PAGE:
A Tale of Frustration…

As-salaam-alaikum. Peace be upon all of you. And thank you for coming.

I wanted to share with you an ongoing tale: of frustration, of first positive steps, and of hopeful plans.

Over the past year or so, I have been increasingly frustrated with the lack of action in the face one of the great humanitarian catastrophes of my life time – one which has been ongoing for some four years now. Frustrated, let me say, not just with Stephen Harper’s conservative government, but also with too little pressure from the main opposition parties. I have fumed about it on Facebook, increasingly so over the last months.

About two weeks ago, my good friend Wendy Pearson said to me: “Let’s stop complaining about them. We should do something ourselves”. That night, I started to look into sponsoring refugees under the Group of Five program – joined by a bunch of concerned friends on Facebook, many of them at Western. (Our pro tem name is “Western Ontario Friends of Refugees”.)

Even learning about the process was filled with obstacles. So many forms, so many different paths to pursue, no one clearing house of information, no “help lines”. In fact, I am still trying to sort it all out.

The first positive steps arose, paradoxically, out of the tragic drowning of the Kurdi boys and their mother. Photos of lifeless Alan led to a massive increase in the flow of information, and the level of community and political interest. Our small Facebook-based group got larger. I was able to make contacts with like-minded faith-based and community groups.

This takes me to the next positive steps. Right now we are raising funds – in conjunction with the Rev. Jeff Crittenden of Metropolitan United Church, on Wellington St., two local mosques, and the Mayor’s office. We plan to collect about a quarter of a million dollars locally, enough to bring ten or so families to London. (You can make your donations at Libro Credit Union. You can also do so at the Metropolitan United Church. Annotate your check with the words “Syrian Appeal” and they will issue a tax receipt in February.)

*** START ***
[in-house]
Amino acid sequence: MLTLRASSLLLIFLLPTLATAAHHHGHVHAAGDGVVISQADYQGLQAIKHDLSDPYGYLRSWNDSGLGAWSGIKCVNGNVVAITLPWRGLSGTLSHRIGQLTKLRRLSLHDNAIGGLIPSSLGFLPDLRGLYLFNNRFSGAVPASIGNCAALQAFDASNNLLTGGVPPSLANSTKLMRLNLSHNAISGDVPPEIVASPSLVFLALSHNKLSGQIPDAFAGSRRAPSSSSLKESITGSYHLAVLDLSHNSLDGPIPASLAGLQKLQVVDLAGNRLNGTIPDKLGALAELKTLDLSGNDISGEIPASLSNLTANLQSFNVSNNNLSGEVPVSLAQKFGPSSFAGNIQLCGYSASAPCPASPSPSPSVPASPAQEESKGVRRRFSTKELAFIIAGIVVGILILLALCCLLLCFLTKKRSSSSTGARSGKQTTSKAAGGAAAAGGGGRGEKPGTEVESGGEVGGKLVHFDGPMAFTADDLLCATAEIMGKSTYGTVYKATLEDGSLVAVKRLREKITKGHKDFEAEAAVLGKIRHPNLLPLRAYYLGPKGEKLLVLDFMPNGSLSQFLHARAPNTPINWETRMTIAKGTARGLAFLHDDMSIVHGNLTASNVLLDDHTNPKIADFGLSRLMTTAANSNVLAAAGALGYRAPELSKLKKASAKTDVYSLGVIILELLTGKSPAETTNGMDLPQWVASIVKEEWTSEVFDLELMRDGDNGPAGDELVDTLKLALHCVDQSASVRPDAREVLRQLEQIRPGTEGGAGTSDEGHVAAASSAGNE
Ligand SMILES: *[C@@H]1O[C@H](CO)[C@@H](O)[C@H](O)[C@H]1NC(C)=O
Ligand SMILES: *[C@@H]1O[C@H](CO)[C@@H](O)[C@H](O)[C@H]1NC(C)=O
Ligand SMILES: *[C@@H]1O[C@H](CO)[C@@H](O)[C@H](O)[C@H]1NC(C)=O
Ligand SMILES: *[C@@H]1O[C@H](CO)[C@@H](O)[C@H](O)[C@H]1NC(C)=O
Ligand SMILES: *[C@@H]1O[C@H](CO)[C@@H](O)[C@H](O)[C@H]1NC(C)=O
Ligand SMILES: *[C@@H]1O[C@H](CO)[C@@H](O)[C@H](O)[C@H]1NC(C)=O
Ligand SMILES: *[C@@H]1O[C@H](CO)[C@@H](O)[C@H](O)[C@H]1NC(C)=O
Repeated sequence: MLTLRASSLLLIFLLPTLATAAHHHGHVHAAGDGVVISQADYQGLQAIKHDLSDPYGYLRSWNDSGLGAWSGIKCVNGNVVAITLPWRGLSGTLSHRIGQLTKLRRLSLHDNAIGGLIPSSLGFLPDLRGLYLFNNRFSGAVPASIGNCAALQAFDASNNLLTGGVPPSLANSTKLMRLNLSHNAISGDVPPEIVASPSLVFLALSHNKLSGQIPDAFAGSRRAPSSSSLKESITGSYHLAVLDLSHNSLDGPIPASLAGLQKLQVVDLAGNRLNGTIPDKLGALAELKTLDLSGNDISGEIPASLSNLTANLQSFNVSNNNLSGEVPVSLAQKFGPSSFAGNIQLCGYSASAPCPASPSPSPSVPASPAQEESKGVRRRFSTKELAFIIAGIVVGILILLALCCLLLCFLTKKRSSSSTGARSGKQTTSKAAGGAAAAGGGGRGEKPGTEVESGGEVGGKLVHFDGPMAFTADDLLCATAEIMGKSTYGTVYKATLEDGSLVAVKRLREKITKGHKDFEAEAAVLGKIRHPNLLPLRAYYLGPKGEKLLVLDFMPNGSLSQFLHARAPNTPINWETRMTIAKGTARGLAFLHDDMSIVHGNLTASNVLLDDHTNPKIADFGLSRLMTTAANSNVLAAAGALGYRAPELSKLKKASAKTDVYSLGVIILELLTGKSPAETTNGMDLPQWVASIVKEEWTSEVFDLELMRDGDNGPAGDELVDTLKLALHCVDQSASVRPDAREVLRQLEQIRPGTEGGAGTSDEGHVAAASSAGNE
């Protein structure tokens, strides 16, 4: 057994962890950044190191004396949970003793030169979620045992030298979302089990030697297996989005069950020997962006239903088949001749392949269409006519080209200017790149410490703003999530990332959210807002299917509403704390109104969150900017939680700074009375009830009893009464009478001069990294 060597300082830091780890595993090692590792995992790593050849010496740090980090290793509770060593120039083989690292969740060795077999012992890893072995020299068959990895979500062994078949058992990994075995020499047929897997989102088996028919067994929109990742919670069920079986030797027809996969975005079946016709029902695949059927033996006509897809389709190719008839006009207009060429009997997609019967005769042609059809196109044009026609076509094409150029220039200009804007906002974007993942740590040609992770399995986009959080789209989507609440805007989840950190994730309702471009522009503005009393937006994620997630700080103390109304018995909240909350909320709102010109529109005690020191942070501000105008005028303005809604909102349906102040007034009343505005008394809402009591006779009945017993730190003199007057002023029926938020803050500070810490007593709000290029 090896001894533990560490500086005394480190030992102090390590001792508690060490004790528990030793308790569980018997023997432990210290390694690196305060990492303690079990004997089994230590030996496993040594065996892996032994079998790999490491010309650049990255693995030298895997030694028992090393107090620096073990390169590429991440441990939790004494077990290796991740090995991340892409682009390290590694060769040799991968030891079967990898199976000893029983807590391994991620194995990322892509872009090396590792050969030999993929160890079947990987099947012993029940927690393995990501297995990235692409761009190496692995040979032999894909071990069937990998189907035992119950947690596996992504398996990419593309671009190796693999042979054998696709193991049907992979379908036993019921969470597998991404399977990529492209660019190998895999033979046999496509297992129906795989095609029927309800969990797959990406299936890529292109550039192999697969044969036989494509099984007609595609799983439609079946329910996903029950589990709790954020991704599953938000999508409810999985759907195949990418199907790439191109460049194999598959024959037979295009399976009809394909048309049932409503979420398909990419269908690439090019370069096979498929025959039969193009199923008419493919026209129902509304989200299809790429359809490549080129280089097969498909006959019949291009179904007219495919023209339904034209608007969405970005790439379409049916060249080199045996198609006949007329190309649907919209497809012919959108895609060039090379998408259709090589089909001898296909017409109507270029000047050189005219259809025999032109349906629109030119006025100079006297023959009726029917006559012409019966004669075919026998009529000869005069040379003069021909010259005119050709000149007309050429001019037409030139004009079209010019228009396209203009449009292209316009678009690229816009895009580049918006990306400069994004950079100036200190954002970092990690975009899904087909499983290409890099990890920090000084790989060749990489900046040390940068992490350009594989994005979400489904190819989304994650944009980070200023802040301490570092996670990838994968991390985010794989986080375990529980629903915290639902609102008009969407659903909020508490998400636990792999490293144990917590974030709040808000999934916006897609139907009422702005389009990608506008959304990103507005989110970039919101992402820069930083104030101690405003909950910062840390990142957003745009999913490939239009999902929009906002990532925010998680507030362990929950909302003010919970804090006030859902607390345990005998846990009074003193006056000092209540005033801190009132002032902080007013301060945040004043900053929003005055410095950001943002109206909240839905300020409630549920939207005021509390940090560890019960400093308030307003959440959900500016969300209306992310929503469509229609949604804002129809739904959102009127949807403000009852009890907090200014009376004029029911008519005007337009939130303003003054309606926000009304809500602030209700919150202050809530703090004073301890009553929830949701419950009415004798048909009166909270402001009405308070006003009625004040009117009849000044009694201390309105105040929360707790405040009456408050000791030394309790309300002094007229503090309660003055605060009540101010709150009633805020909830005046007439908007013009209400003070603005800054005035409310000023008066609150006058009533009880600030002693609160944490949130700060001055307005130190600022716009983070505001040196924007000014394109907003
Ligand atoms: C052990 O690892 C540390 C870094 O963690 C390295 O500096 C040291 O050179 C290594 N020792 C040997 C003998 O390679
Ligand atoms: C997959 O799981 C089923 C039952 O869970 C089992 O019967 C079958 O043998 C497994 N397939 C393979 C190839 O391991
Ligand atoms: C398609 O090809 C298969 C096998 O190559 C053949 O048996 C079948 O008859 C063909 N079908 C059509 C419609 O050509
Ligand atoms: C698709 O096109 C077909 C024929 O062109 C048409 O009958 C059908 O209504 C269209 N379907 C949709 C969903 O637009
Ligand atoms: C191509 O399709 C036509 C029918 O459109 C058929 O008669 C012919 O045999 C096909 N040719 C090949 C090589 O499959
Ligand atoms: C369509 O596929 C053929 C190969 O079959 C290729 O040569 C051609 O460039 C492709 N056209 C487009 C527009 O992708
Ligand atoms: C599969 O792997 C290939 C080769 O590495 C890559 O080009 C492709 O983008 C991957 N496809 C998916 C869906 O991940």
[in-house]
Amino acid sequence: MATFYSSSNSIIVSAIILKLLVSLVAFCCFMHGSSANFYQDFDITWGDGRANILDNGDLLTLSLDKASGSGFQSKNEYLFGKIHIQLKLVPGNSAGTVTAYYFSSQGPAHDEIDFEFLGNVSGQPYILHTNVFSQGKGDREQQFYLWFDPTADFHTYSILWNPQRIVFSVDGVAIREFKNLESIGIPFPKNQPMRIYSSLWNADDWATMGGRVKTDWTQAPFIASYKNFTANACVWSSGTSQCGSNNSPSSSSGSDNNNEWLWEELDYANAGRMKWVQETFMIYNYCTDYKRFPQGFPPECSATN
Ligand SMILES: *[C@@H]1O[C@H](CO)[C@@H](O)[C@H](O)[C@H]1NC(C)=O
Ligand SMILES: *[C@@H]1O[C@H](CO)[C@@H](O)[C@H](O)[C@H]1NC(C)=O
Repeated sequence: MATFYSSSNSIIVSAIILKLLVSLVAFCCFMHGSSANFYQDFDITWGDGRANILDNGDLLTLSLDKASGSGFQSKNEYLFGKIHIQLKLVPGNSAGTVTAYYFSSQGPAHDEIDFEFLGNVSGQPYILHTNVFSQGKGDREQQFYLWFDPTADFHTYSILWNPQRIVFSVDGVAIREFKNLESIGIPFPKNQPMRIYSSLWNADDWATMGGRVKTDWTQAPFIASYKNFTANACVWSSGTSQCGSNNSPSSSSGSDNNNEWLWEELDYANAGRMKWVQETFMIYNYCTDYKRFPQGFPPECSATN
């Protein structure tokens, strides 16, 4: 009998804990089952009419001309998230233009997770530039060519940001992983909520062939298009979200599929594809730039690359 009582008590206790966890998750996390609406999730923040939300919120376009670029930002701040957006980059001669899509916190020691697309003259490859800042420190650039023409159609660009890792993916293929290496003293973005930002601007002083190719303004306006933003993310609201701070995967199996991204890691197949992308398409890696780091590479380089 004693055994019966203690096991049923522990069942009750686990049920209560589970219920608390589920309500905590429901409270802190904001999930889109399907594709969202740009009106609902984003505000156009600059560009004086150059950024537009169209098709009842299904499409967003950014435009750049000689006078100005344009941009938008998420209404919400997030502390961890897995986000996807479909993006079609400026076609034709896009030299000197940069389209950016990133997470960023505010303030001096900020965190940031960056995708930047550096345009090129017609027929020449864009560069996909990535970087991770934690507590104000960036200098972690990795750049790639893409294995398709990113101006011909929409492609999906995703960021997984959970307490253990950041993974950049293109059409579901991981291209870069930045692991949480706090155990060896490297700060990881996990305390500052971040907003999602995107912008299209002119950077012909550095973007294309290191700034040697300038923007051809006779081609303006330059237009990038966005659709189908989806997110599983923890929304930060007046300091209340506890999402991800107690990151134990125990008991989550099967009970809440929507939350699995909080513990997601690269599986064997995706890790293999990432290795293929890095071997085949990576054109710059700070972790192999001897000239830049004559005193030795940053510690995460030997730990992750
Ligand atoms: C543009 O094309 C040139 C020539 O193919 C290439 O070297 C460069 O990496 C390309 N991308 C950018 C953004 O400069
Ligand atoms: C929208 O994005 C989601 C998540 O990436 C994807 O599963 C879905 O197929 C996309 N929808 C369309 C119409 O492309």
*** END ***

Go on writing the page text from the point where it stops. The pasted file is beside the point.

The next stage is to welcome the families to London. At that point, we will require help of many different sorts. Even if you cannot afford to contribute a dime, in-kind donations – of clothing, furniture, a place to stay – will lower the amount we need to collect to bring a family here. Most importantly, we will need your time and energy. There is plenty to do. Volunteers are required to help with:
• welcoming the families on the first days, and offering continuing emotional and moral support;
• translation, since many new arrivals will not be fluent in English;
• temporary housing upon arrival;
• finding long term housing;
• setting up utilities, bank accounts, etc.;
• orientation to daily life in London (e.g., transit, budgeting, grocery shopping);
• immediate and long-term child care;
• applying for jobs;
• filling out a world of forms (health care, taxes, SIN, etc.);
• enrollment in schools and English classes;
• dental and medical care.

I will end with another word about what we can all do right now, namely apply political pressure. The process has to be made easier: it needs to be consolidated, simplified, and publicized more effectively. Governments should facilitate those who want to help; our Federal government has obfuscated. At a minimum, they need to get out of the way. And there is a daunting bottleneck that must be overcome. I learned today on a Webinar that only 156 Syrians have been “referred” via the Blended Visa-Office process to date. We cannot sponsor families here in London in a timely way if the visa offices do not make refugees available for sponsorship.

In sum, donate now; speak out now; and talk to me about volunteering down the road.

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